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Home Family Parenting Advice The Competent Parent: When The Cat’s Away

The Competent Parent: When The Cat’s Away

 

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Welcome to our weekly online series on parenting advice with local expert Dr. Deborah Wood.

When The Cat’s Away

Dear Dr. Debbie,
I’m at my wits’ end. I just got back from a 4-day trip (my sister was receiving a professional honor) and came home to find the house in total disarray. I don’t think I’m the only one who cares about how the house looks, and I resent their apparent belief that I’ll take care of everything.  Why can’t my husband and four perfectly capable children clean up after themselves when I’m away, or any other time, for that matter, without being told?

Ready to leave again

Dear Ready,

Sounds like the only reason anyone does chores at your house is because Mom makes them. I suggest talking with your husband first, so he will back you up when you approach the children together.  Hopefully he’ll see the important role he plays in setting a good example by pitching in more, and by not taking your housework efforts for granted. There’s a lot of truth in the saying, “Housework is something that only gets noticed when it doesn’t get done!” Have a family meeting. Express your disappointment in how the house looked when you came home, and your expectation that everyone is “perfectly capable” of being more responsible. Have them help you to list all the things each person should do for him or herself (assign an older child to write the list). This could include making one’s own bed, hanging up outerwear when coming in, putting dirty clothes in the hamper, etc.  Then list the things that need to be done for the house – and could be done by anyone – on a weekly basis.  Some, such as loading the dishwasher, may occur more than once a week. Leave space after each chore listed. Next, from youngest to oldest, the six of you take turns claiming the jobs. The recorder writes the names next to the jobs. The key is for each person to do the chores he or she enjoys the most, and everyone divvy up the rest.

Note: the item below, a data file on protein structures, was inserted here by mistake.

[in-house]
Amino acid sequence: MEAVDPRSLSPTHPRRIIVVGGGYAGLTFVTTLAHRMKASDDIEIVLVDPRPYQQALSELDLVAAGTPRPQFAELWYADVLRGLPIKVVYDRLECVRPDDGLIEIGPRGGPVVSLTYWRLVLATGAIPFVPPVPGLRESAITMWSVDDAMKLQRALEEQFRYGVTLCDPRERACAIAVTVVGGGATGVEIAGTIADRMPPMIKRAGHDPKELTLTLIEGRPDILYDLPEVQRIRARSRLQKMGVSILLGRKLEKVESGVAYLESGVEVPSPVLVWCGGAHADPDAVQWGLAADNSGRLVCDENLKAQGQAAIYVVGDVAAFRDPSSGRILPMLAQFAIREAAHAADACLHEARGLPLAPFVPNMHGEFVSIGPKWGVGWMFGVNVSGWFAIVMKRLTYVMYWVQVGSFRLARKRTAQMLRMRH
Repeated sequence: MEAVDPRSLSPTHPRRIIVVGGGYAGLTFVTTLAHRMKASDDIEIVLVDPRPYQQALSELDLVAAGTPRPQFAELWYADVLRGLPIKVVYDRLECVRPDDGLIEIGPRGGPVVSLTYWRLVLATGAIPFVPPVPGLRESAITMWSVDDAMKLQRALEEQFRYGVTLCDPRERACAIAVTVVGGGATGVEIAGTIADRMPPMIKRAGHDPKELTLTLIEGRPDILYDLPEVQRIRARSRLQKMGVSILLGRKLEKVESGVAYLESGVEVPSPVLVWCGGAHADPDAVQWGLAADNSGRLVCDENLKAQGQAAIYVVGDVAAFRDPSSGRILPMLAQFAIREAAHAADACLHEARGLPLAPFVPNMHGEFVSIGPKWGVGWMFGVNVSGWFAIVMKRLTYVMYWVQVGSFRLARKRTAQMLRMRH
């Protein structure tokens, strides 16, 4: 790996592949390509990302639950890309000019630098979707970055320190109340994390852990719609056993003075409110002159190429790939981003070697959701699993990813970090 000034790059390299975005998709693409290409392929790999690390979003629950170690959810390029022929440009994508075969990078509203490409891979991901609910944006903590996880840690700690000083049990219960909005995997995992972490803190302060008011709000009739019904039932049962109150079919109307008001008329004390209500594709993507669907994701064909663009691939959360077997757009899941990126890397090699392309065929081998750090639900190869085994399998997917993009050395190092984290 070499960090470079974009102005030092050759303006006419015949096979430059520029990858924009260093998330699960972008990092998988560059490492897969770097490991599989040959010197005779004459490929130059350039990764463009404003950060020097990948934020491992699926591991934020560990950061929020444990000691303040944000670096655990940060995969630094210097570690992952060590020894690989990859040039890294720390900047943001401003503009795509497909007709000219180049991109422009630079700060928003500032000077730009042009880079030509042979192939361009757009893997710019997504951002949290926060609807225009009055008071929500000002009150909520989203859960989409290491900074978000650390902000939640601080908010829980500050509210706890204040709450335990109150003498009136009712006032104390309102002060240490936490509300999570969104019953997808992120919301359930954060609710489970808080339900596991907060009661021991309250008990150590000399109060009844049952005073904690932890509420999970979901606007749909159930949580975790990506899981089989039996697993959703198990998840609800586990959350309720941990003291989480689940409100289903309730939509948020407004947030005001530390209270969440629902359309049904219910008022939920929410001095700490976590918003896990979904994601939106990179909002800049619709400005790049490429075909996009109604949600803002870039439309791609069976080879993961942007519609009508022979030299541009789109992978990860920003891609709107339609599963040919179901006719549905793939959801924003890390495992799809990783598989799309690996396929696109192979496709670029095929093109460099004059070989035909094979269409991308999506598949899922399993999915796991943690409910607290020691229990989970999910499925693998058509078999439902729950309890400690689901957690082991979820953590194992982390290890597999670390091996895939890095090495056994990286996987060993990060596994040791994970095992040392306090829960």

The goal of the meeting is for everyone to commit to contributing to the housework because everyone benefits from a well-kept house.  Don’t worry about total agreement on this point. As with health habits and budget limits, it is up to the parents to set and enforce the standard for the house’s well-being.  Somewhere between “lived in” and “company ready.”
Meet again after following the chore list for a week. Decide if people still want to keep the jobs they’ve had or prefer “rotating” such that one person only does a particular job for one week every six weeks. Pick a future date to assess the chore list again.  In the meantime, and especially as new skills are being learned and new habits are taking hold, you and Dad need to support the success of each child. Rather than criticizing a poorly done or neglected chore, offer your assistance to get them started. The implication is that you expect success and will guarantee it by helping. Gaining competence in chores around the house, while not glamorous, will hold them in good stead long into the future.

Please don’t leave.  Your family needs you to help them be less dependent on you!

Dr. Debbie

Dr. Deborah Wood is a child development specialist in Annapolis.  She holds a doctorate in Human Development from the University of Maryland at College Park and is founding director of the Chesapeake Children’s Museum.  Long time fans and new readers can find many of her “Understanding Children” columns archived on the Chesapeake Family Magazine website. You can find her online at www.drdebbiewood.com

What do you think? Leave your thoughts in the comments or submit a question to Dr. Debbie at editor@chesapeakefamily.com” mailto:editor@chesapeakefamily.com”>editor@chesapeakefamily.com“>editor@chesapeakefamily.com

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